Les Pêcheurs de Perles is a graceful if senseless piece, composed when Georges Bizet was only 25 years old and miles away from the psycho-musical drama of Carmen. Whereas Carmen’s plot flows in some natural order and builds to a dramatic finale, with three dimensional characters who actually say things to one another with music that expresses more than they say, The Pearl Fishers’ wafer thin plot is based on coincidences and is tritely told. Luckily, it has two or three entrancing tunes, and its exotic setting – Ceylon (present day Sri Lanka) – while certainly not as alluring or daring as its Orientalism was to 19th century audiences, offer designers and stage directors great opportunities.

Act I <i>Les pêcheurs de perles</i> © Ken Howard | Metropolitan Opera
Act I Les pêcheurs de perles
© Ken Howard | Metropolitan Opera

It has been 100 years since the Metropolitan Opera last presented it, with Frieda Hempel, Enrico Caruso and Giuseppe de Luca, and it still managed to only run up three performances. But rather than dote on its shortcomings, let me praise the Met’s ideal cast and wonderful production, the latter a co-production with English National Opera, first seen there in 2010. Moved from “ancient times” to relative modernity (the television and refrigerator in the last act reek of the 1960s, or maybe that part of the “far east” is just behind the rest of the world), Penny Woolcock’s production on Dick Bird’s sets begins in the water, thanks to projections by 59 Productions, with three pearl divers swimming up and down the entire height of the stage. Soon after the prelude, during which I was wishing the same production company were around for Das Rheingold, the set is revealed: a sort-of shanty town on the water with fishermen and women in native dress (saris, pantaloons) and a nice suit for a character or two, and vaguely “native” customs (hands together and placed at the forehead in greeting). Later on a veritable tsunami was projected as a scene change and the final scene offered the village in flames, having been set on fire by one of the main characters in order to save the other two.

Matthew Polenzani (Nadir) © Ken Howard | Metropolitan Opera
Matthew Polenzani (Nadir)
© Ken Howard | Metropolitan Opera

The arsonist is Zurga, the town’s leader (in the dark suit, and after the tsunami in a removable T-shirt, who gingerly takes a beer out of the ‘fridge and expresses his exhaustion and conflicting feelings while lighting a cigarette), wonderfully sung by Mariusz Kwiecień, who is saving his old friend Nadir and the priestess Leïla, who are running away together despite Nadir’s promise of eternal friendship and honesty to Zurga since they both, at one time long ago, were both in love with her. The fire is, of course, to divert the townspeople, who want to kill both the priestess, whose betrayal of chastity and anonymity means that bad things will happen in the water (hence the tsunami) and Nadir, who has been caught befouling her. Throughout the evening Mr Kwiecień proved himself as skilled in French opera as he is as Don Giovanni and Eugene Onegin. Tenor Matthew Polenzani, who gets better each season, outshone expectations as Nadir, partnering Mr Kwiecien in the rightly famous, handsome duet, “Au fond du temple saint” with both power and elegance, and delivering his difficult aria, “Je crois entendre encore” with meltingly beautiful legato, attention to the text that would make a Lieder singer proud, and ravishing mezza voce, including a pianissimo high C near the aria’s close.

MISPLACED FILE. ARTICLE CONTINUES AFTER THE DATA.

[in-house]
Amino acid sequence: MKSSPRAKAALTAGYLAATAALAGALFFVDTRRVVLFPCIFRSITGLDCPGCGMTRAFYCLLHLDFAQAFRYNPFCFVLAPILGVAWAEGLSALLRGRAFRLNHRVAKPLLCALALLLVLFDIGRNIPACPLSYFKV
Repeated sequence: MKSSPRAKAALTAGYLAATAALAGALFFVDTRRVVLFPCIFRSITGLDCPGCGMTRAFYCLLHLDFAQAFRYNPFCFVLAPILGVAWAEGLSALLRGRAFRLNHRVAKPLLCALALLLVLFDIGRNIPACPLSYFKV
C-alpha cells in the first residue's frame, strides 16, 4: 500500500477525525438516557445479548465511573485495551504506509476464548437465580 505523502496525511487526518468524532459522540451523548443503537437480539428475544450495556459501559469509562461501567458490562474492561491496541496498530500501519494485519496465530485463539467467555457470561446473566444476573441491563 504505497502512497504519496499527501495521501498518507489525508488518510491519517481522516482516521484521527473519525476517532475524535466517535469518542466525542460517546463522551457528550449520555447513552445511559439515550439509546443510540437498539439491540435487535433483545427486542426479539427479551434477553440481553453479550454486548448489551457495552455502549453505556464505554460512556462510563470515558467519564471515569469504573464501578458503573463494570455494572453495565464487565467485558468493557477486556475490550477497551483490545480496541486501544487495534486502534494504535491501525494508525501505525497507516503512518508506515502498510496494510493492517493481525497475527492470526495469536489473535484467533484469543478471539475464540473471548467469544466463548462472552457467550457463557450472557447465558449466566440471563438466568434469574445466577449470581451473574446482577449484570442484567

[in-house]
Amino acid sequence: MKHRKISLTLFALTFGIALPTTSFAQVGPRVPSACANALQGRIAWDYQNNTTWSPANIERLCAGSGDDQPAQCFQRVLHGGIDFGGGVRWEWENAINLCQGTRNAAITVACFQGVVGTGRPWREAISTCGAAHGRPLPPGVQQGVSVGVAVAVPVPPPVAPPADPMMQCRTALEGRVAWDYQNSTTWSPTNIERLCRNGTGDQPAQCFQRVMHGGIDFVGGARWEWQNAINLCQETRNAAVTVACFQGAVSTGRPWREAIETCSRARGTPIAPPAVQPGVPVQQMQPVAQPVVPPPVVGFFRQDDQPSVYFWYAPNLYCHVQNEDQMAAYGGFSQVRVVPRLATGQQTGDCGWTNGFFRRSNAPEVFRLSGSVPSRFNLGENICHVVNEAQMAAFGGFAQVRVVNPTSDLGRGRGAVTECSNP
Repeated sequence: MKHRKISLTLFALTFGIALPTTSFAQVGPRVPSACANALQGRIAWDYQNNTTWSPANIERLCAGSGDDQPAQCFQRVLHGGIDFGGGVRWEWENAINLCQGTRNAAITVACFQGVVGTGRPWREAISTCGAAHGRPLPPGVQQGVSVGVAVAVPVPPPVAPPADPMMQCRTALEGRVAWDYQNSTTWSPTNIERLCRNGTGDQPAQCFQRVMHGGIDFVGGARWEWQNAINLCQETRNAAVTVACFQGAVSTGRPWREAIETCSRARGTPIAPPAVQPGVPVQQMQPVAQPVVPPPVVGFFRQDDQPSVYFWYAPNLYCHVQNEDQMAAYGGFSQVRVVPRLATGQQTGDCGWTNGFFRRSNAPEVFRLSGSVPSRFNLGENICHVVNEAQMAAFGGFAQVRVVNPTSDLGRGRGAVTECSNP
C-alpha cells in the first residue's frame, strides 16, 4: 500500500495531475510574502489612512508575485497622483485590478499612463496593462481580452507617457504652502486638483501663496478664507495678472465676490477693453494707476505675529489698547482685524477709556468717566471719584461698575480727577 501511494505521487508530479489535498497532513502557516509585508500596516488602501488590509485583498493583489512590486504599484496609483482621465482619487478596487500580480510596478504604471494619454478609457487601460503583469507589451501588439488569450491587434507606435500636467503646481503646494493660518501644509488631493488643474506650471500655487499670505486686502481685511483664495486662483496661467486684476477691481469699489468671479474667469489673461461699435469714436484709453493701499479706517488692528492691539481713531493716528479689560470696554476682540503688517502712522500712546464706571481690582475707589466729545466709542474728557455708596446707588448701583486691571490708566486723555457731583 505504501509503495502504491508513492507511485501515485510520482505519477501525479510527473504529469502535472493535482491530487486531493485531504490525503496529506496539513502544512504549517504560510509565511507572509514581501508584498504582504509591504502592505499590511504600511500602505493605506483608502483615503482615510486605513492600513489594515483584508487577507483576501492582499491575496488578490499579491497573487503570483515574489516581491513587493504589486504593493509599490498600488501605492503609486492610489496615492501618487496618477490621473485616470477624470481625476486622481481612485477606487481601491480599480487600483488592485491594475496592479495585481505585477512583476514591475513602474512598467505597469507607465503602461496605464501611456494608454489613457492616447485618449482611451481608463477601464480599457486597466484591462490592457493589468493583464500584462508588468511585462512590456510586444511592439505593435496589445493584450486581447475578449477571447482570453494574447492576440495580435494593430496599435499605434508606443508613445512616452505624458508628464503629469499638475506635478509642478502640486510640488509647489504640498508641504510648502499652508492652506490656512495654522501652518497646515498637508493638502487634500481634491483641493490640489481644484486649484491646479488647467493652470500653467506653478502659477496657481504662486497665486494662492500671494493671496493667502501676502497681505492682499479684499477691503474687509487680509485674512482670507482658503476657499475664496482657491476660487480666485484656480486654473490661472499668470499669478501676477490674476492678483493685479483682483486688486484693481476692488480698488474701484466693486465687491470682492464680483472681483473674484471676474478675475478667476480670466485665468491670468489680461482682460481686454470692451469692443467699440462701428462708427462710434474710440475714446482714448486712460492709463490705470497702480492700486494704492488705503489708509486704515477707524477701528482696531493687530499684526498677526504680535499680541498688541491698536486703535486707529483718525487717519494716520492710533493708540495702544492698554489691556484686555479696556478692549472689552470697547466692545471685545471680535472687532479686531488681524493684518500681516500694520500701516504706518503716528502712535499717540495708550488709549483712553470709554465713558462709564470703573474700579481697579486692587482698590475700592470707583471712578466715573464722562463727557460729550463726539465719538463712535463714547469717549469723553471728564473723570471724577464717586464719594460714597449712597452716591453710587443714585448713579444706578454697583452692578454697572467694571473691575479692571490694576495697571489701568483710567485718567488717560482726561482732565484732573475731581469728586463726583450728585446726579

Mariusz Kwiecień (Zurga) and Diana Damrau (Leïla) © Ken Howard | Metropolitan Opera
Mariusz Kwiecień (Zurga) and Diana Damrau (Leïla)
© Ken Howard | Metropolitan Opera

Perhaps the most difficult role to bring off convincingly amidst the general nonsense is that of Leïla, the not-so-chaste Hindu priestess at the center of the love triangle. Her music is the least appealing of the three leads – even her big aria, “Comme autrefois,” does not have a tune one can recall for long – and quite high-lying and challenging. Diana Damrau, a fine singer who can bully a role when she wants to, is at her best here, rounding out Leïla’s “far-eastern” embellishments with lovely tone, exquisite high notes and perfect trills at every dynamic range and textual expressivity that made one actually care about her. Having to deal with being veiled half the evening barely got in her way, although when she and Mr Polenzani sang their second act love duet and he began to dis-veil her, one began counting to seven. In the small but sonorous role of Nourabad, the high priest, Nicolas Testé was indeed sonorous.

The chorus, with plenty to do – some of it off-stage and quite nonsensical – was at its finest, as was the Met orchestra. Gianandrea Noseda happily dispatched the silliest of the choruses with fleet tempi while otherwise bathing in the beauty of the few good tunes, most of which re-appear at different times throughout the opera, à la Adriana Lecouvreur. I suspect the Met will bring Pecheurs back every so often now if it can gather the right cast – the house was packed and the audience responded to the star turns with great enthusiasm. Not every opera has to be a masterpiece.

*****